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History of music in the recording industry age - pt 2 John Phillip Sousa Washington Post Cover


History of Music in the Recording Industry Age – Pt 1

1• A tiny historical framework

Last two decades of the nineteenth century were years of big faith in science and progress, good technological and financial development and relative peace.

At the same time, they were also years of rising social conflict. These were the days of the Second International [1889] and Rerum Novarum [1891], or Rights and Duties of Capital and Labor. The years of the first widespread awareness of the conflict between labor and capital.

Life in the United States was characterized by rapid economic growth and by the social management of the abolition of slavery after the Civil War. The European migratory flow was huge, peaking between 1881 and 1885 when a million Germans settled primarily in the Midwest.

After 1880, steam-powered ships replaced sailing ships, for a greater immigrant mobility. Meanwhile farming improvements created surplus labor in Europe and trains made it easier for people to arrive to ocean ports and embark. Italians (600,000 just in the 90s) and Slavs made up the core of this migration wave together with the Germans. A substantial number of Jews from Eastern Europe fleeing religious persecution among them. Young people between the ages of 15 to 30, predominantly.



In 1892 Ellis Island, the United States’ first immigration station, opened in New York Harbor.



2• Issler’s Orchestra

Issler’s Orchestra was the first ensemble to gain fame through sound recordings. Edward Issler was born in 1855 as the son of a Bavarian beer seller and a Prussian woman, a unified Germany was still to come. He grew up selling beer in a German-Prussian immigrant neighborhood in Newark, New Jersey. In the mid-80s he played regularly in pit orchestras, in 1886 he led his own one.

Starting with the first marketing of the phonographic cylinders in 1889, Issler’s name appeared on almost every phonographic ledger of Edison-North American Phonograph Company until 1893. Then Issler joined the fledgling US Phonograph Company, based in his hometown of Newark.

In this era each recording was unique and artists had to record tunes over and over again. Issler’s Orchestra recorded tens of thousands of cylinders, mostly classical marches or waltz, between 1893 and 1897. Soon after he seems to have left the recording industry.

By 1903, Issler was the president of the Newark Musicians’ Union, and Newark was where most of the recording musicians lived. With the new century, Issler’s name still appears in various newspapers, both as a musicians’ advocate and also as a bandleader. But by the time of the First World War he stopped having any influence.

Edward Issler was a very good arranger. Many of his arrangements were then recorded by other studio orchestras until the mid-1920s. Unfortunately, he never officially appears as an arranger for any of them.

He died in 1922, almost forgotten.  Only the new millennium took Issler’s history and influence back to surface . His myriad records are all across the Internet and libraries and no two of them are the same. Even with these recent discoveries, however, we still have just a brief overview of his life.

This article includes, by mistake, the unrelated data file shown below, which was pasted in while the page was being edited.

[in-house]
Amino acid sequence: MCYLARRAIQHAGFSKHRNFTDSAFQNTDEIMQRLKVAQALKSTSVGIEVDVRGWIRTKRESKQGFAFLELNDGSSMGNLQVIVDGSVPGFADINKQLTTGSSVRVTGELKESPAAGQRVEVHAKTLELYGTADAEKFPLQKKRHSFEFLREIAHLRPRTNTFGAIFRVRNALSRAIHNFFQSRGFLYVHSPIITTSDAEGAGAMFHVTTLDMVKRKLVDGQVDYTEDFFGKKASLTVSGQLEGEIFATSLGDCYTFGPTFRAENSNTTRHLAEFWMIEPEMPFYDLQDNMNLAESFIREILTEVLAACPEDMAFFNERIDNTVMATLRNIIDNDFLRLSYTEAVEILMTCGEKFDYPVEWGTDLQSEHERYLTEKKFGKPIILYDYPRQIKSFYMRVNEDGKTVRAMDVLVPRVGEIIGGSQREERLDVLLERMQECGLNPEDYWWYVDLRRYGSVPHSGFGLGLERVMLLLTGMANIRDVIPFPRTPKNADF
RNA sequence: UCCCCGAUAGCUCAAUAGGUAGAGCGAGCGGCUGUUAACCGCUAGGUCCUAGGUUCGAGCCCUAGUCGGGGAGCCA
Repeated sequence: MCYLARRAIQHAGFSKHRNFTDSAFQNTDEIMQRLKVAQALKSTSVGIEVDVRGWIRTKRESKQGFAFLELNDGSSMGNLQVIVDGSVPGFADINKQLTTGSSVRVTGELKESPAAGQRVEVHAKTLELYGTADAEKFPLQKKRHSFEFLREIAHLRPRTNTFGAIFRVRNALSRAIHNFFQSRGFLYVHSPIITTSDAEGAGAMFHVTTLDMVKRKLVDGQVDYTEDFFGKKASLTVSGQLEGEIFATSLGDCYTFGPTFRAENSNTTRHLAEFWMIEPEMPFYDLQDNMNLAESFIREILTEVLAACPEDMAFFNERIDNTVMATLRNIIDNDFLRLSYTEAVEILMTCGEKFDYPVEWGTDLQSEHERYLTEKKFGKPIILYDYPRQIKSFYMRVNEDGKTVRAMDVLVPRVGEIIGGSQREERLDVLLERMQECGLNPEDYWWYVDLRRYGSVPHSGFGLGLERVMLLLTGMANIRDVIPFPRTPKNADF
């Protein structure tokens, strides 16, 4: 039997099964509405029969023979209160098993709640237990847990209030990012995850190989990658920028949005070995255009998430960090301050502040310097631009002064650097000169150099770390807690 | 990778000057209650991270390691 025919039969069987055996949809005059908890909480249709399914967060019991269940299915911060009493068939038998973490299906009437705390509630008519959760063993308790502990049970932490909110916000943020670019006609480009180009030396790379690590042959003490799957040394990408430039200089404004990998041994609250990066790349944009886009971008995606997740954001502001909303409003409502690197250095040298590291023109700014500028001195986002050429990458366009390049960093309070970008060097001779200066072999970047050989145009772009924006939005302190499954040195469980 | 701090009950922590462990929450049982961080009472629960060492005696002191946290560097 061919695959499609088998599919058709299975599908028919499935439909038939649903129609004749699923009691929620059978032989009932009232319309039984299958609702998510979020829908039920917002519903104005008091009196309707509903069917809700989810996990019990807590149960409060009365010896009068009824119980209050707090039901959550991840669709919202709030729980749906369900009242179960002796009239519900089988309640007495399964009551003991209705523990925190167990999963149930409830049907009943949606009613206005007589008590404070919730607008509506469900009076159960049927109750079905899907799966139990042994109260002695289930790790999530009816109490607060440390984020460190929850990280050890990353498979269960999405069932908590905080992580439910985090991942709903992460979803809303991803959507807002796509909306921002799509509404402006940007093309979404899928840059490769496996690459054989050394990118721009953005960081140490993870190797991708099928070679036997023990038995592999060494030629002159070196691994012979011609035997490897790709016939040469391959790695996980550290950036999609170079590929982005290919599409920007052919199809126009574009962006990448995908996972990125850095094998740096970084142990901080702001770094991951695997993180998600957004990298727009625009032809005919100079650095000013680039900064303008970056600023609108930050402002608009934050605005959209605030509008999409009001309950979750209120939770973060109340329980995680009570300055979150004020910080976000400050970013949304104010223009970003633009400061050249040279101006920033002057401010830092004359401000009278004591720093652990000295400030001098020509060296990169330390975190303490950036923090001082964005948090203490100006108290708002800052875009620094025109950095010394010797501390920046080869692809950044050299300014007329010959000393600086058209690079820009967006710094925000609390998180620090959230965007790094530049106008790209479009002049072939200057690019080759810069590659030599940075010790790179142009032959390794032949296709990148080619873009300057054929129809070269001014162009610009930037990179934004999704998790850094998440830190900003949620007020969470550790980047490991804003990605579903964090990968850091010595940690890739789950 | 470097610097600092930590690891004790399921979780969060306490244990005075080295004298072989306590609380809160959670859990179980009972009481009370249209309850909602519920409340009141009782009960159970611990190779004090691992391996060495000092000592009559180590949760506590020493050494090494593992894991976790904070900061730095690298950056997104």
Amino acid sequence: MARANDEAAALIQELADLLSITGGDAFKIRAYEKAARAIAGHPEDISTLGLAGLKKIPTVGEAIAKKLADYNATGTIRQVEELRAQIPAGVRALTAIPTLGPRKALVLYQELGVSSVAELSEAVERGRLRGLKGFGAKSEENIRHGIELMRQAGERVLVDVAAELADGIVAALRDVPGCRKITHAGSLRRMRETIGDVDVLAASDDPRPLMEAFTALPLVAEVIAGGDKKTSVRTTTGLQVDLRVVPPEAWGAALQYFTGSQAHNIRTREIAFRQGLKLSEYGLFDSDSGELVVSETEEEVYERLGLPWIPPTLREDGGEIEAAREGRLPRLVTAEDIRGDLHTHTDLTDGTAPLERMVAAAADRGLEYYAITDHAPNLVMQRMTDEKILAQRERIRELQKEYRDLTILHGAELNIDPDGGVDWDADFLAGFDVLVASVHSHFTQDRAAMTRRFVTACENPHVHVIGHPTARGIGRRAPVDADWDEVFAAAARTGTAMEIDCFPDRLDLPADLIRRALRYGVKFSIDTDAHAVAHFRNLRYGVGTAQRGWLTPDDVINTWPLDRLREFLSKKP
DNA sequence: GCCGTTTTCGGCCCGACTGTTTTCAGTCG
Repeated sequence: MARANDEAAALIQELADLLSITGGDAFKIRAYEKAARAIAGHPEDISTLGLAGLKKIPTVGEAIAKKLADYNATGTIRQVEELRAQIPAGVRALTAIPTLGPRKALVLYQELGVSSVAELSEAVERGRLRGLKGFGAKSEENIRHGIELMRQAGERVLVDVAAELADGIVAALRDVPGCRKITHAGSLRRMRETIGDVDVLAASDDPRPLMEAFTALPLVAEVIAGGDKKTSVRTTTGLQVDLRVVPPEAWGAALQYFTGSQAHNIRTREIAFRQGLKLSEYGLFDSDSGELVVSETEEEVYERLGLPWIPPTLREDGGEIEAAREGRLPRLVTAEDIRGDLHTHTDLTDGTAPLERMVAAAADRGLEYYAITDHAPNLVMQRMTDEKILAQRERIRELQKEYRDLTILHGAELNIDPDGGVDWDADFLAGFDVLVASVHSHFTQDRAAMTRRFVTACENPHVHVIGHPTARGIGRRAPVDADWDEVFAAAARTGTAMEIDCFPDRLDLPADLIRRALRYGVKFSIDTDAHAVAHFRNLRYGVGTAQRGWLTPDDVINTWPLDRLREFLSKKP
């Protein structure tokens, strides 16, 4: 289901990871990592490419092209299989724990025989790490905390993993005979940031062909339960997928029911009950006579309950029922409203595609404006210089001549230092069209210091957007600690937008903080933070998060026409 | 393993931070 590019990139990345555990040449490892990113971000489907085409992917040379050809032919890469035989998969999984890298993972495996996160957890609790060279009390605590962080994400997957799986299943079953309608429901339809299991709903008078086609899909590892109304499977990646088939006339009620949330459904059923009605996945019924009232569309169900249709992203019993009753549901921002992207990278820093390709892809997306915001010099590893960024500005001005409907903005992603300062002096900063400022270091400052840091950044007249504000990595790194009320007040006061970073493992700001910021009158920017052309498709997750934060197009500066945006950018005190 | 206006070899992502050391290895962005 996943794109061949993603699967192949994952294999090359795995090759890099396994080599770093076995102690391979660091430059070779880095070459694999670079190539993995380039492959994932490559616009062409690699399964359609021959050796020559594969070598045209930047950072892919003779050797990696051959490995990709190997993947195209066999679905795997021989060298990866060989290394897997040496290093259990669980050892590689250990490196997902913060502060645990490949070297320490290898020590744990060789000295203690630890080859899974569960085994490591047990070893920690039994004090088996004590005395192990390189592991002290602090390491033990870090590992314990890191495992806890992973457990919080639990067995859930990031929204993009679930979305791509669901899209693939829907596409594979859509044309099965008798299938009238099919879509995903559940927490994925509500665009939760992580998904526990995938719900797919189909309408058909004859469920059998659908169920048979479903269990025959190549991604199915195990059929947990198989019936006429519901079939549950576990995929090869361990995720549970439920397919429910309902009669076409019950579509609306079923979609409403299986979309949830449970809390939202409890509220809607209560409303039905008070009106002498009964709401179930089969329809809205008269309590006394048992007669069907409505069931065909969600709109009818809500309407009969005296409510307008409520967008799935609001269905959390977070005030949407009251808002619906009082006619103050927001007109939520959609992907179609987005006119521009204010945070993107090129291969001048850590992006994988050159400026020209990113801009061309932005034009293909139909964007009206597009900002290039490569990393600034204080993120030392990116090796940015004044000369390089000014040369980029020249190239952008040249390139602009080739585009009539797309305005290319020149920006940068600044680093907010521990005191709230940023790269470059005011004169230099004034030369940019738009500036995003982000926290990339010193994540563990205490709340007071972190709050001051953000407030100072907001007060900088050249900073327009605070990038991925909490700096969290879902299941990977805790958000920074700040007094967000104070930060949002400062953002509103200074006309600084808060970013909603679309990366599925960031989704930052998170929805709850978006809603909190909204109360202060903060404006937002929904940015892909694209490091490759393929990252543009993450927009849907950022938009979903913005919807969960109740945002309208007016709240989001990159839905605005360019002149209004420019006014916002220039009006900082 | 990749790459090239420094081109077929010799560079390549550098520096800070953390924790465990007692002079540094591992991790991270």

Edward Issler portrait 1890s

Edward Issler in the 1890s


3• John Philip Sousa’s US Marine Band and Columbia

Just after Issler’s recording career started, the US Marine Band signed a contract with the newly formed Columbia Phonograph Company. If it was a question of having to record military marches, they knew something. And they were stationed in Washington, where Columbia was headquartered and licensed.

Columbia started in 1889 as a client of the North American Phonograph Company, then in 1894 began to sell only records of its own manufacture. The first Columbia catalog with single recordings is dated October 1, 1890. It contains 49 recordings of the US Marine Band, directed by John Philip Sousa. He was for America what Johann Strauss Jr was for Austria: the king of the waltz one, the march king the other.

Among these recordings, we could find the first three number one hits of 1890. They were the nowadays world famous “Semper Fidelis“, “Washington Post” and “The Thunderer“.

It wasn’t about getting the full band gathered together in the recording studio, of course. It wasn’t possible to bring more than a dozen artists together to play loud and clear enough, given the technology available at the time.

Between 1890 and mid-1892, the US Marine Band recorded more than 200 songs for Columbia. Soon after, Sousa, who had directed the band since 1880 and had now risen to international fame, left the direction. He went on creating the Sousa’s Grand Concert Band , playing concerts all over the world.

Sousa’s Band toured almost continuously from 1892 to 1931 and performed at no less than 15,623 concerts (see “The Incredible Band of John Philip Sousa” by Paul Bierley). It means more than a concert a day, 39 years along: pretty incredible indeed.

John Sousa's Band poster

Sousa’s Band poster


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